Gain Sharing vs. Profit Sharing

Topics: Profit sharing, Profit, 401(k) Pages: 11 (3622 words) Published: September 22, 2007

April 5, 2007

Gainsharing and Profit-sharing are incentive plans that are designed to pay employees incentives based upon good company performance. By using these plans, companies found that employees are motivated to stay with the company longer. Because employees can directly affect the output of a company they will also work harder to achieve selected goals when incentives are attached. However, incentive plans are not appropriate for every company and business must find a way to put the plan to good use in a fair and productive way.

Gainsharing Vs. Profit Sharing
Gainsharing and profit-sharing are incentive plans that are both designed to pay employees beyond their normal wages upon good company performance. The two plans are similar in that they both payout when company performance goals are met. While both plans motivate employees to do what is in the best interest for the company, the two plans also contrast in different ways.

Gainsharing links employee performance to savings resulting in payouts, while profit-sharing links financial success of the total organization to payouts. Typically, gainsharing applies to a single plant, while profit-sharing applies to the entire organization.1 With gainsharing typically applied to a single plant, employees of that plant are usually involved in the design process of the plan. A typical plan is based on comparison of a baseline performance to actual performance for a given period.2 Employees involved directly in the process are ideal for defining those baselines and metrics for quantifying both baseline and actual performance. On the other hand, profit-sharing is based on year-end profits. Therefore, the only employee involvement is typically from managers and employees who are responsible for tasks and higher level decisions that can impact the bottom line. This difference between the two plans is most likely the reason all employees are usually eligible to participate in gainsharing, whereas some groups such as union and hourly employees are sometimes excluded from profit-sharing plans.

By design, gainsharing is based on comparison of actual performance with base line performance. Therefore, employees in a gainsharing plan are more motivated and driven to improve productivity and cut costs. In a profit-sharing plan, employee motivation may be limited, since many employees feel that their impact on year-end profits for the entire company may be insignificant. Also, the drive for better performance in gainsharing usually forces employees and manager to rid themselves of the "Us vs. them" attitude so that they work together to achieve gainsharing goals3. This unity may lack when profit-sharing is the only plan in the company.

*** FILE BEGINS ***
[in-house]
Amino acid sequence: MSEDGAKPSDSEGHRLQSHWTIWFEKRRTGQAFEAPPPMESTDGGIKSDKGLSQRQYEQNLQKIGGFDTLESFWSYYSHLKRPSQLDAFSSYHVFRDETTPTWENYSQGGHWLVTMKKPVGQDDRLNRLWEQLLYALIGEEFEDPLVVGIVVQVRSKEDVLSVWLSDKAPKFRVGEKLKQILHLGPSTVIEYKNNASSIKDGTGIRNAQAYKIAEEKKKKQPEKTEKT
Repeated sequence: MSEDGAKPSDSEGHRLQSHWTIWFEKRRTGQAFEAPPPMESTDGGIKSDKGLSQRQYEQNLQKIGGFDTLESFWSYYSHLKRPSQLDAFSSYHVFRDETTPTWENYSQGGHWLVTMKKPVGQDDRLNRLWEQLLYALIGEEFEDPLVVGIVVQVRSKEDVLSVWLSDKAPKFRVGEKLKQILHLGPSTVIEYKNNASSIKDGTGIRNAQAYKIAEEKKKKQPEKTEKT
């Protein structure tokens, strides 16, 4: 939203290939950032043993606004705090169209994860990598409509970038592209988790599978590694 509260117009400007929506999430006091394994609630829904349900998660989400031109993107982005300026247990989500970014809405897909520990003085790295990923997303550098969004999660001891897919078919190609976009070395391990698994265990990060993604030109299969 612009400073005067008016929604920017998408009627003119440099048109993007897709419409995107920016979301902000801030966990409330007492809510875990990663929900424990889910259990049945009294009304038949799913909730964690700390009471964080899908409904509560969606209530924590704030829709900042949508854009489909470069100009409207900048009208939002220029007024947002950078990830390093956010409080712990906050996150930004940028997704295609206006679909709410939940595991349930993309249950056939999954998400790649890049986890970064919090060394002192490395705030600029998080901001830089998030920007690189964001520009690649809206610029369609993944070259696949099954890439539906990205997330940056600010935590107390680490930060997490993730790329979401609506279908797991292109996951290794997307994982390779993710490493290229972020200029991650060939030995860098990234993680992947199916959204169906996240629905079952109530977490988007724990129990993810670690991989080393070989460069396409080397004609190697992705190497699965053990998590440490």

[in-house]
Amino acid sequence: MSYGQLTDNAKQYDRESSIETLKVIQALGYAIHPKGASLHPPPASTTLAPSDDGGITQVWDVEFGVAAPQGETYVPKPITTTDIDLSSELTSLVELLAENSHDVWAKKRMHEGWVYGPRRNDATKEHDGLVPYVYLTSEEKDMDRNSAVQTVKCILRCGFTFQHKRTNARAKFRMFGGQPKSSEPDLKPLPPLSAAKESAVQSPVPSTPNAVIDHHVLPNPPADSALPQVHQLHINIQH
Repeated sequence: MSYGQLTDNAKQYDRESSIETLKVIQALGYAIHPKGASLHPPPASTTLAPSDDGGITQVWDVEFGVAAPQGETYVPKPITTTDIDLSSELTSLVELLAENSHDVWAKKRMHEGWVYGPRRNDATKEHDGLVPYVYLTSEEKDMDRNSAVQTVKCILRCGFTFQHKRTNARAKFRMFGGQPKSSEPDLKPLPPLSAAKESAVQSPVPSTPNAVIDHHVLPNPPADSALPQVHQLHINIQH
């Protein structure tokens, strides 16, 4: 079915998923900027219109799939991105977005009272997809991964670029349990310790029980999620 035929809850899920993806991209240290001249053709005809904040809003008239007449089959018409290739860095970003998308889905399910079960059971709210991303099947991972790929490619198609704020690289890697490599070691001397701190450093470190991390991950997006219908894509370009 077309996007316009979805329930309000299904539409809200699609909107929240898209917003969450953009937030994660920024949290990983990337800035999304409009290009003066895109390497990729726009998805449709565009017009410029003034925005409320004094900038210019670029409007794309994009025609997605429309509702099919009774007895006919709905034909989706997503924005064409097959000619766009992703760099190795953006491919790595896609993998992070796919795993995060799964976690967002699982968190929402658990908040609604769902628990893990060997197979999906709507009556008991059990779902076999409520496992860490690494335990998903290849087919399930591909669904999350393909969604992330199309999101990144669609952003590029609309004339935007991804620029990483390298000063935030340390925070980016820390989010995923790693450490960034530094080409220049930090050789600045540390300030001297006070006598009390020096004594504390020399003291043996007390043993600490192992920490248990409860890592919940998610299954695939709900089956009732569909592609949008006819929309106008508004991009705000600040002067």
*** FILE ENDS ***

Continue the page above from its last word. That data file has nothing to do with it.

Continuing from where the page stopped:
One of the key attributes of a gainsharing plan is that employees are involved, and therefore must be able to identify with the company's operations such as manufacturing methods, costs, products, prices, and customers4. This attribute is usually non-existent in a profit-sharing plan due to the lack of employee involvement. Another attribute of gainsharing is that the plan demands a high level of competence from the employees. Employees must innovate to solve problems when challenged with goals imposed by gainsharing. This competency feature is usually missing in a profit-sharing plan, since most employees are not given any performance goals.

The high level employee involvement in gainsharing typically leads the way to an "Employee Suggestion System", another attribute of many gainsharing plans. Employees to management submit productivity improvement or cost-cutting suggestions5. Typically, a review committee is responsible for identifying and implementing those suggestions, which are deemed valuable and practical to implement. Employee Suggestion Systems, on the other hand, may be difficult to implement in companies with only profit-sharing because there may be a lack of employee...
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